Absolute Madness At Grocery Stores
Sales at grocery stores and companies that sell products and services that help people work from home are experiencing hyperbolic demand. Their products and services are like an inverse chart of the Dow in the past month. This is like if the entire country was about to experience a snowstorm that meteorologists were predicting could leave people stuck inside for weeks. It’s tough to measure the intermediate term impact on grocery stores because people will be eating at home more.
In other words, people bought more groceries than usual, but they will eat more of them. After the shutdowns end, we could see people spending more money eating out, but it’s tough to say. Will people be excited to leave the house after being stuck inside for a few weeks or will they be nervous about germs?
Redbook same store sales report quantifies the situation. Yearly same store sales growth in the week of March 21st rose from 8.5% to 9.1%. That’s incredible growth in a period where you’d expect there to be major declines. The chart below shows the difference between discount sales growth and department store sales growth hit a record high of about 20%. There will likely never again be a period like this where discount stores outperform by this much.
Also, the chart shows consumer staples stocks versus consumer discretionary stocks. It implies consumer staples stocks should outperform consumer discretionary stocks. Personally, I couldn’t disagree with this more. Amazon and Netflix are in the consumer discretionary sector. But they benefit from people staying at home and ordering more goods online.
While I’m not necessarily bearish on staples, I’ll take it on a case by case basis. That being said, many consumer discretionary stocks will outperform staples in a ‘risk on’ environment.
Big Decline In Preliminary Markit PMIs
March preliminary Markit PMI was a mess like everyone expected. Final reading will likely be worse. We already know it will be worse because there have been even more shutdowns since the start of the month. It would be impossible for the last week of March to have as many businesses open as were open in the first week of the month. On March 1st, restaurant bookings were up 2% yearly.
Now they are down 100%. Some restaurants might reopen by the end of the month, but we won’t see any yearly growth. Monthly growth in April will be great. It’s easy to compare sales to a period which barely had any sales.
As you can see from the chart below, the flash composite index fell from 49.6 to 40.5 which is a new series low. However, being a new series low isn’t a big deal because this index has never seen a recession. It started in October 2009. Since we know this is a recession already, it doesn’t tell us much because we are trying to gauge how deep it will be.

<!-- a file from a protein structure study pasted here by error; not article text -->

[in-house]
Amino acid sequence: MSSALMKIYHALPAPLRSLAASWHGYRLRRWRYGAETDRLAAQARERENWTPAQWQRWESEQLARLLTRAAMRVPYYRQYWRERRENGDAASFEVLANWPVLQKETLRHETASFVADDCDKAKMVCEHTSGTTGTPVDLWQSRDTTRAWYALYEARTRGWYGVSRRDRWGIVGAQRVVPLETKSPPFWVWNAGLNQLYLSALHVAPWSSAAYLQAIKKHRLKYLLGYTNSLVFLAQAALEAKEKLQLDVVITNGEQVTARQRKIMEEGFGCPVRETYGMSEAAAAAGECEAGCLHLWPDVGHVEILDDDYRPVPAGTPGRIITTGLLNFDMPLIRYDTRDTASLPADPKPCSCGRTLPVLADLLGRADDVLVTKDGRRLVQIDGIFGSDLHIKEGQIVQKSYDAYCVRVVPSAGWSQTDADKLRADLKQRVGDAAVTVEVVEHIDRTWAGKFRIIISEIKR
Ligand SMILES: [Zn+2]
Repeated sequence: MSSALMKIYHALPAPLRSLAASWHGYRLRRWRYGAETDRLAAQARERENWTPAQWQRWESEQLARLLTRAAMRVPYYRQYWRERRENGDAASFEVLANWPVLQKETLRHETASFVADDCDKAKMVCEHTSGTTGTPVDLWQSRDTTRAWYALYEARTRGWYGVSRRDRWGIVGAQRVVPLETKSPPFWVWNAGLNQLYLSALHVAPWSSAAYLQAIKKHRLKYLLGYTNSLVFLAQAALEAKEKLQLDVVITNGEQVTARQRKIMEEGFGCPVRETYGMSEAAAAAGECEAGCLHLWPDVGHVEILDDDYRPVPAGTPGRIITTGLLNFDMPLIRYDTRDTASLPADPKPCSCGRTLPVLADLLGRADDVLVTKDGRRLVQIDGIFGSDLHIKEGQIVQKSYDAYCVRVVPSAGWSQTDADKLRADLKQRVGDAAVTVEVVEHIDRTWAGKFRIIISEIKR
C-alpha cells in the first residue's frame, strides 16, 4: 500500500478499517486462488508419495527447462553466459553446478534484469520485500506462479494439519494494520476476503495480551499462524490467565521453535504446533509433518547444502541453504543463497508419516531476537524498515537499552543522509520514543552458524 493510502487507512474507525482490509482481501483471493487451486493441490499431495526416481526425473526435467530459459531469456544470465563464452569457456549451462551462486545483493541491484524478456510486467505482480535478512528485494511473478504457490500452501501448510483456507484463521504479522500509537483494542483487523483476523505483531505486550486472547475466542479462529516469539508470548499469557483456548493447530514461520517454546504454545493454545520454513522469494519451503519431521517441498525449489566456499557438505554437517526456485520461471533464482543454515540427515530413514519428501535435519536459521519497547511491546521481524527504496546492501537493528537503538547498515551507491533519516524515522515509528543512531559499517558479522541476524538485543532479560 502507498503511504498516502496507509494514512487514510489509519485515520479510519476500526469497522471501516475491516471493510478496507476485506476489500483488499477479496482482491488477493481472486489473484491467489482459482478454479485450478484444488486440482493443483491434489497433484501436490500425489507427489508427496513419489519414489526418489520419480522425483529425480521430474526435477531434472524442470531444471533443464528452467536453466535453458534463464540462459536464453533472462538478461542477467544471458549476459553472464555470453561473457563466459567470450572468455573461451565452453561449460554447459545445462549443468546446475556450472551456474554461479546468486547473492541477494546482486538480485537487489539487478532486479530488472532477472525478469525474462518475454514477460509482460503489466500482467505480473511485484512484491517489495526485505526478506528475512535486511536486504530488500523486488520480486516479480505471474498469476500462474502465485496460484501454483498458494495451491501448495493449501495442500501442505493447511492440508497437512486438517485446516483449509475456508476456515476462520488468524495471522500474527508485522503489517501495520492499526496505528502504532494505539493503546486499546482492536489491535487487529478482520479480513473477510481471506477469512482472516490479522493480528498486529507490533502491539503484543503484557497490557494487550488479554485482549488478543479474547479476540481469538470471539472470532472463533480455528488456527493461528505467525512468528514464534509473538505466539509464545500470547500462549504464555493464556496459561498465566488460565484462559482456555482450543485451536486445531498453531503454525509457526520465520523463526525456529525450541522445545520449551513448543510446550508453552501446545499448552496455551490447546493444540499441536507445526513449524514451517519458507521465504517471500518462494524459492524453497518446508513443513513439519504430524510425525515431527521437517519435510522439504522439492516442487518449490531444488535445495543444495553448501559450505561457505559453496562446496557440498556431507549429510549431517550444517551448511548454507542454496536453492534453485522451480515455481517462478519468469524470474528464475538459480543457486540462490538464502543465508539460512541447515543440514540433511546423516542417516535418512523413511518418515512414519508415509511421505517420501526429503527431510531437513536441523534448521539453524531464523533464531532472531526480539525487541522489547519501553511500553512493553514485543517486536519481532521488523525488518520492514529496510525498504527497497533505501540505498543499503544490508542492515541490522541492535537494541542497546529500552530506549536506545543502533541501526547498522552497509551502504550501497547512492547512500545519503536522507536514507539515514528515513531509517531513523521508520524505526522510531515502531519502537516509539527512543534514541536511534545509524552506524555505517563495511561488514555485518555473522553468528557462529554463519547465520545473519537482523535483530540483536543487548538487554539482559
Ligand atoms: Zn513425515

It’s surprising that America is doing better than Japan. In fact, Japan has been the least hit by COVID-19 compared to other developed nations. It’s no surprise Europe is in disaster mode because Italy has been dealing with this for a few weeks prior to America. Spain has been catching up with America in the past week or so.
Services business activity index fell from 49.4 to 39.1 which is also a new series low. It’s not surprising that the service sector is doing worse than manufacturing because it is people oriented. Manufacturing PMI fell from 50.7 to 49.2 (127 month low) which is a very small decline when you consider the massive decline in oil prices.
Mining production will likely get hit very hard in March and April as every oil company scales back capex. Manufacturing index troughed near 30 during the financial crisis. Finally, the manufacturing output index fell from 50.7 to 47.6 which was also a 127 month low. Sentiment among all companies was generally optimistic that business would improve in the next year. Business confidence was the lowest ever though.
China Is In Fine Shape
China is recovering quickly. As you can see from the chart below, subway passengers, road congestion, share of migrant workers returned, and power station consumption have all gotten closer to their 2019 averages. We could see China be back to normal by Q3. This is good news for America’s prospects in May and June.
We should see a bottom in America in March or April. Bad news is America’s hardest hit area is New York City which is more important to America than Wuhan is to China. Wuhan is re-opening on April 8th. Hopefully, New York City reopens quicker than Wuhan as a 2.5-month shutdown would do a lot of damage to the local economy.
As you can see from the chart below, the Chinese stock market has outperformed emerging markets by the most in 2 decades. It’s not as if the Chinese market is in a bubble. It’s just not cratering like other emerging markets. From March 5th to March 23th, the Shanghai Composite index fell 13.4% which is great in this environment. It was down just 3.15% from its trough on February 3rd.
If you include Tuesday’s 2.34% gain, it’s only down 0.9% from the trough and 11.4% from March 5th. China is doing well because COVID-19 is the most contained there. The situation is contained in Japan and South Korea, but they are developed markets. This chart looks at developing ones.
Grocery store sales are doing amazingly. Discount stores are dramatically outperforming department stores. Luxury items are probably not selling well. PMIs all fell. It’s surprising that the US manufacturing PMI didn’t crash since oil prices crashed.
Economic activity is rebounding nicely in China. This explains why the Chinese stock market is doing so well versus the other emerging markets. If China can recover from this in a couple months, America will surely recover by the end of the spring or the early summer. Personally, I think we will be in better shape to deal with COVID-19 if it comes back in the fall.
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